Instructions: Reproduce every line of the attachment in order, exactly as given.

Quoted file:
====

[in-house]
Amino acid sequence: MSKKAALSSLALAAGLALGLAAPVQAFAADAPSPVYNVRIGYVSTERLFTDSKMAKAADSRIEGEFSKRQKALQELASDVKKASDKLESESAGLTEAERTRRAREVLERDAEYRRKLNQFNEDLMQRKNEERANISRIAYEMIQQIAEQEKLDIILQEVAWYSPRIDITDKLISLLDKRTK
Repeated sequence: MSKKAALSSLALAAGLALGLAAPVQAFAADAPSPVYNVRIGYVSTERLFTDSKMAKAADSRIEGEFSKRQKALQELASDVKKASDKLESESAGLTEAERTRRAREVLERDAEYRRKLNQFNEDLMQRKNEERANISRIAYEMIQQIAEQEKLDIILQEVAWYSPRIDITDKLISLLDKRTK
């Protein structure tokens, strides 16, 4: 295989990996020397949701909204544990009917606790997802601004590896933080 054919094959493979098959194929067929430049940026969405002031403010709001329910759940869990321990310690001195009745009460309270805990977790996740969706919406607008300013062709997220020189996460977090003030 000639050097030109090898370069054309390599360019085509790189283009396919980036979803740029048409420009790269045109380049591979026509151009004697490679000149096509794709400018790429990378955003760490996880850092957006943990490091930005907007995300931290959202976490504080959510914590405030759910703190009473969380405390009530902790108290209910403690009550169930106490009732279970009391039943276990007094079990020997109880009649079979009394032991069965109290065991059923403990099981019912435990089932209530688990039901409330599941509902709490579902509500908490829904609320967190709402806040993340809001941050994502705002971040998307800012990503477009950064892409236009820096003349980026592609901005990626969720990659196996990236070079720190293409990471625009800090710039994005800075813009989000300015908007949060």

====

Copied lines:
[in-house]
Amino acid sequence: MSKKAALSSLALAAGLALGLAAPVQAFAADAPSPVYNVRIGYVSTERLFTDSKMAKAADSRIEGEFSKRQKALQELASDVKKASDKLESESAGLTEAERTRRAREVLERDAEYRRKLNQFNEDLMQRKNEERANISRIAYEMIQQIAEQEKLDIILQEVAWYSPRIDITDKLISLLDKRTK
Repeated sequence: MSKKAALSSLALAAGLALGLAAPVQAFAADAPSPVYNVRIGYVSTERLFTDSKMAKAADSRIEGEFSKRQKALQELASDVKKASDKLESESAGLTEAERTRRAREVLERDAEYRRKLNQFNEDLMQRKNEERANISRIAYEMIQQIAEQEKLDIILQEVAWYSPRIDITDKLISLLDKRTK
């Protein structure tokens, strides 16, 4: 295989990996020397949701909204544990009917606790997802601004590896933080 054919094959493979098959194929067929430049940026969405002031403010709001329910759940869990321990310690001195009745009460309270805990977790996740969706919406607008300013062709997220020189996460977090003030 000639050097030109090898370069054309390599360019085509790189283009396919980036979803740029048409420009790269045109380049591979026509151009004697490679000149096509794709400018790429990378955003760490996880850092957006943990490091930005907007995300931290959202976490504080959510914590405030759910703190009473969380405390009530902790108290209910403690009550169930106490009732279970009391039943276990007094079990020997109880009649079979009394032991069965109290065991059923403990099981019912435990089932209530688990039901409330599941509902709490579902509500908490829904609320967190709402806040993340809001941050994502705002971040998307800012990503477009950064892409236009820096003349980026592609901005990626969720990659196996990236070079720190293409990471625009800090710039994005800075813009989000300015908007949060």